Fixing broken and irregular column headers
Last week I saw Riva Quiroga masterfully import and clean a scary spreadsheet during an RLadies meetup, and I recognized some common issues with other people’s data for which I have already written relevant functions.
I also realized that I never wrote a dedicated post for the
mash_colnames function in the unheadr package. This functionality has been around for a while now, but is worth describing in detail (plus I get to create some new teaching materials). Credit goes to Jarret Byrnes, who contributed the initial version of the function in this GitHub issue. I just added some tidyeval and a few enhancements for a better fit within the package. Internally,
mash_colnames pivots the column headers and the first n rows of the data and ‘mashes’ whatever needs to be together columnwise.
mash_colnames() has two main uses. We can apply this nifty function to data with the following issues:
Data with the variable names split across > 1 rows (i.e. there are fragments of the headers in the first few data rows)
This little example here with rodent data has different bits of the column headers spread out ‘vertically’ for some reason. This is quite common, as far as I’ve seen. This next image below explains the problem a bit better. Notice that if there were any separators between the pieces of column headers, these are now implicit.
Ultimately, we most likely are interested in something like this:
Names split across >1 rows but with gaps in the headers at the very top
This happens when cells were originally merged in a spreadsheet or formatted table, or maybe the gaps are there intentionally to imply that the values along this row are the same until a new one appears. I’m not sure about the correct terms for this but Charlie Hadley referred to this as “non-regular spanning of column headers”.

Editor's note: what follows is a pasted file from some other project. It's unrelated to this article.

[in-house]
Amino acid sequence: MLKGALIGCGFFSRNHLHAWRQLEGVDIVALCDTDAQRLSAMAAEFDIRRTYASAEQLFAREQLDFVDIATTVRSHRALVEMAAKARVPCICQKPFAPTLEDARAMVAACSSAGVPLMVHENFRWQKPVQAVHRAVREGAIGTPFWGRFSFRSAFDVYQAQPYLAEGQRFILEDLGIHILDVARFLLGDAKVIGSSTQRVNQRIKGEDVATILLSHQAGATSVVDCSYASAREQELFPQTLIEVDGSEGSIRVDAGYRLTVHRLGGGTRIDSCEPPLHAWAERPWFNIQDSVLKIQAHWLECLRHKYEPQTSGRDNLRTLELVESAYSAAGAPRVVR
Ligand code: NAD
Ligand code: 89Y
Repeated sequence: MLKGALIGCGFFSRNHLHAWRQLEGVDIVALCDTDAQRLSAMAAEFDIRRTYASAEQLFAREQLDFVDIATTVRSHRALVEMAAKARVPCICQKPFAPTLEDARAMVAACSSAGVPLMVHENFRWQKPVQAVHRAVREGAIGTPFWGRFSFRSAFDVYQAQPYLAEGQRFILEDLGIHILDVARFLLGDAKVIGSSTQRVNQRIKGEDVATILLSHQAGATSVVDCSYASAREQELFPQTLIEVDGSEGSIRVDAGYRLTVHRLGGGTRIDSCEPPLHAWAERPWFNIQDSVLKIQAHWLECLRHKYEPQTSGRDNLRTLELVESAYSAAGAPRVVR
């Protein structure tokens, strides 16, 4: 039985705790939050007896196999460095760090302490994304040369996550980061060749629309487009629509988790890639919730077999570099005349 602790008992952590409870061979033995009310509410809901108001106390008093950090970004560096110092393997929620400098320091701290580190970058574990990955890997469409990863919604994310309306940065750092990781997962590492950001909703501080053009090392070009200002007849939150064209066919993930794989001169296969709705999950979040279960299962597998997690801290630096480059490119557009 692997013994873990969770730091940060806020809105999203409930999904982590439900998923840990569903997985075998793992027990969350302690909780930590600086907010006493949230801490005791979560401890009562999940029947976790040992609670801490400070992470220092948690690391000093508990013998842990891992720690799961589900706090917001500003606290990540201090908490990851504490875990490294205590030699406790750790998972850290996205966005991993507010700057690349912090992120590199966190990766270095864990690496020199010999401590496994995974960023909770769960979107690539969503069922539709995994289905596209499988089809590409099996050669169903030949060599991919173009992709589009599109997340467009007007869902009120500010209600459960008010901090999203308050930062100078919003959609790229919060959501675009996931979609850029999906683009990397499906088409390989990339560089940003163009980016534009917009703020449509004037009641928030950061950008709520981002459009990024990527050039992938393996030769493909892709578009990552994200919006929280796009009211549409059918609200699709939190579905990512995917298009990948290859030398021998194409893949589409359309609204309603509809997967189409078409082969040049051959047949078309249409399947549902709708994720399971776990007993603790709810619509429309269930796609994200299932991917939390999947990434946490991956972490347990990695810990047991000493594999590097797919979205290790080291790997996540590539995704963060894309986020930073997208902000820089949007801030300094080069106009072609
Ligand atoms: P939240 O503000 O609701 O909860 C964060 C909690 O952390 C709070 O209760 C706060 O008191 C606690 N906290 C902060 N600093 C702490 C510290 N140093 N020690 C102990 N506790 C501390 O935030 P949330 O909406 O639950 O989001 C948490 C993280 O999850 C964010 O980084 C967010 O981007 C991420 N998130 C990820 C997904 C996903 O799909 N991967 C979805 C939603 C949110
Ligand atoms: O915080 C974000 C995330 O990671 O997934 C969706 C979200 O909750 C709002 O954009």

With colors to show which columns are meant to share a piece of header, the data look like this:
A more usable version of the data would look like this:
Having shown the two common issues that we can address with
unheadr, let’s work through the same examples using code.
Working with code
Let’s set up the same example data from the images above and fix the issues.
The data in tibble form:
Note the NAs padding the empty spaces.
To fix messy names broken across rows, we tell
mash_colnames() how many data rows have header fragments in them. In this case, it’s two, the names don’t count as data rows. The default separator in the function is the underscore, but we can change it to spaces or dots or whatever.
The data with fixed names:
Pretty nice! No more unnecessary NAs.
In some cases we may recognize messy names or similar issues in a dataset, so we skip the first row. It may look like this, with automated names that do not mean anything.
For cases like these, we can use the
keep_names argument to ignore the names when we’re mashing. In this case we work with three data rows, which hold all the pieces of the names.
The result is the same as before.
Let’s set up the example data with the gaps in the names column. When there are gaps in the column names we tend to skip the names during the import step. The
keep_names argument really comes in handy here.
The approach is similar, and to deal with the gaps that imply a repeated value across columns, we use the
sliding_headers argument. By setting it to
TRUE we fill the gaps from left to right.
The cleaned-up version is ready for further analysis.
That’s it! Feel free to reach out with any questions/feedback or if I was using the wrong data-structuring terms for this.